Some Want Discipline to be Punishment. Who Are They?

Senator Joseph Dunn, Executive Director of the California State Bar, had this to say about the Discipline Standards Task Force in the ABA Journal:

The task force’s efforts could be the first step toward a significant revamping of the attorney misconduct sanctions, says the bar’s executive director, Joseph L. Dunn. “This could lead to a substantial rewrite, a minor rewrite, or even a change in basic philosophical approach,” Dunn says. “For example, many disciplinary rules are based on a rehabilitation model. Some believe that attorney disciplinary standards should move to more of a punishment model. The mission of the task force is to determine whether the disciplinary standards in force adequately protect the public and ensure attorney compliance with the ethical rules.”

No one I know who is knowledgeable about the discipline advocates punishment as a goal of the discipline system. Who is Joe Dunn talking about?


Senator Joseph Dunn

Senator Joseph Dunn


Not the Discipline Standards Task Force.
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State Bar Moves Forward on Client Trust Account Audits

The State Bar is moving forward with random audits of attorney client trust accounts.  A presentation to the Regulation Admissions and Discipline Oversight Committee (RAD) Thursday April 17 detailed preliminary steps taken to institute such audits, including determination of the sample population and necessary changes in statutes or rules to authorize such audits and create an enforcement mechanism.  A consultant has been engaged to work on the sample issue and the State Bar Office of General Counsel has been tasked with reviewing the existing law and recommending changes.  It is hoped that the costs of such audits can be reduced by relying on attorney self-reporting through a detailed questionnaire, rather than relying on teams of full-fledged auditors to examine records.
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UPL and the Lawyer’s Halo of Trust

The Question

At the last panel of the State Bar Ethics Symposium in San Francisco in April 2014, John Steele posed a question to his fellow panelist, Chas Rampathal, General Counsel of Legal Zoom, about what ethical rules presented the biggest obstacles to the provision of alternative legal services.  Unfortunately, time ran out before the question could be fully discussed.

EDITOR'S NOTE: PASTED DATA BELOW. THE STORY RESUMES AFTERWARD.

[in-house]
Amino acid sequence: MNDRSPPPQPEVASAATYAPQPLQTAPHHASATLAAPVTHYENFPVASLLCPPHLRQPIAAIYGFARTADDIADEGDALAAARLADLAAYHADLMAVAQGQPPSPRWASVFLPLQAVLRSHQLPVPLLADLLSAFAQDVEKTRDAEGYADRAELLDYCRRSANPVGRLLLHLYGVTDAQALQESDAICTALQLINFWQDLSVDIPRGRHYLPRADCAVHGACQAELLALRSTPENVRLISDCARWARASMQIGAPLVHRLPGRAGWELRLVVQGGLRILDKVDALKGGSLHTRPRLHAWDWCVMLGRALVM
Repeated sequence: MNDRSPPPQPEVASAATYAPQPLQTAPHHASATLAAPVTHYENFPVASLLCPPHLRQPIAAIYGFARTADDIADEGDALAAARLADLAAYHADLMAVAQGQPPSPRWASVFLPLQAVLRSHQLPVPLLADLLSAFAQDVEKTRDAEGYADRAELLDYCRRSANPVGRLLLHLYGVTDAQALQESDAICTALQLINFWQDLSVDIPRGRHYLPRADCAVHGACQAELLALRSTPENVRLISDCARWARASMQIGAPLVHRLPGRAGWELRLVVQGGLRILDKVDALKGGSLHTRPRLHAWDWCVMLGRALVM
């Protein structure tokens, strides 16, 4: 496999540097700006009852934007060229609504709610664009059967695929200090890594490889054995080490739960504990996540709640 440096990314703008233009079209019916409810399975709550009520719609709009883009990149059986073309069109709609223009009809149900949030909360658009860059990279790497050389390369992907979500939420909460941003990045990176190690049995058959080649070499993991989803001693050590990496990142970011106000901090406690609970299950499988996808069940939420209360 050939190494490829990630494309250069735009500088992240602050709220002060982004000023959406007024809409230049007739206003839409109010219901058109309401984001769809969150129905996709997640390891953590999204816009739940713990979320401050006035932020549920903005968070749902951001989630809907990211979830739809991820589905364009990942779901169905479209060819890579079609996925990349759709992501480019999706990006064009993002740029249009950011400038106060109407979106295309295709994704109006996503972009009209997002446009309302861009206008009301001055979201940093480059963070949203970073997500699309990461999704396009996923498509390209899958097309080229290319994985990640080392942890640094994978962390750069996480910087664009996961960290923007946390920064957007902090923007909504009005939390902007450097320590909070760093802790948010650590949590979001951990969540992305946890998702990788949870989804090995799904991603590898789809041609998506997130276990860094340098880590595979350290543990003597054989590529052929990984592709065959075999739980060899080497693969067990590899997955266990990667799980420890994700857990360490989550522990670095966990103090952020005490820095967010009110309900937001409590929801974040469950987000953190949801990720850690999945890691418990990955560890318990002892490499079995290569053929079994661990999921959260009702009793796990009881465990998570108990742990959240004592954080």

A recent published Review Dept. decision may help fill in the answer.  In the Matter of Huang deals with a highly commoditized form of legal service, representing borrowers in loan modification, and a lawyer’s culpability of aiding the unauthorized practice of law.

The Halo of Trust

Despite our negative image, lawyers are still perceived as professionals who can be trusted.   Non-lawyer legal service providers do not yet share this halo of trust.  Part of the purpose of lawyer discipline proceedings is to maintain that halo and non-lawyers legal service providers lack it because there are no comparable mechanisms to police their behavior.   Because what they do is illegal.  At least sometimes.

In the matter before us the clients engaged the services of respondent. They expected and were entitled to have the services of an attorney in evaluating and settling their personal injury claims. Instead, they got the services of an adjuster and his negotiators, housed in offices bearing respondent’s name, with phones answered in respondent’s name and correspondence and negotiations conducted in respondent’s name, with little or no input from respondent.

In the Matter of Bragg (Review Dept. 1997) 3 Cal. State Bar Ct. Rptr. 615 (1997 WL 215942).  Bragg involved an attorney who entered into a business relationship with a non-attorney “adjuster” to process his pre-litigation personal injury cases.  California Insurance Code section 15007 provides for a “public insurance adjuster [which] includes one who, for compensation, assists an insured in negotiating for or effecting a claim on behalf of an insured.

The Magic of the Lawyer’s Mantle

Bragg’s argument was essentially if the adjuster could do what he does on his own, how can I be culpable of aiding the unauthorized practice of law?  The Review Dept.’s answer was that those activities by a lay person, even if sanctioned by statute, become the unauthorized practice of law when that person is working under the aegis of an attorney.

Strangely, Bragg was not charged by the Office of Chief Trial Counsel (OCTC) with aiding the unauthorized practice of lawin violation of Rule Prof. Conduct 1-300(A). But they also had charged Bragg with acts of moral turpitude in his relationship with Hickman.  The Review Dept. found that Bragg “knew that he was abdicating his responsibilities as an attorney and acted purposefully in allowing Hickman to engage in activities which constituted the practice of law.”  OCTC didn’t spot the 1-300 violation; but Bragg was expected to.

The gravamen of what the Review Dept. articulated is a false advertising argument.  You hired an attorney but you got an adjuster.  You are entitled to individualized legal counsel, even if all you really wanted was the medical bills paid and legal extra cash.  In Richard Susskind‘s terms, you are entitled to (and presumably paying for) the “bespoke” legal services of a lawyer.   But something else comes with those “bespoke” services;  the expectation of an individual relationship of trust.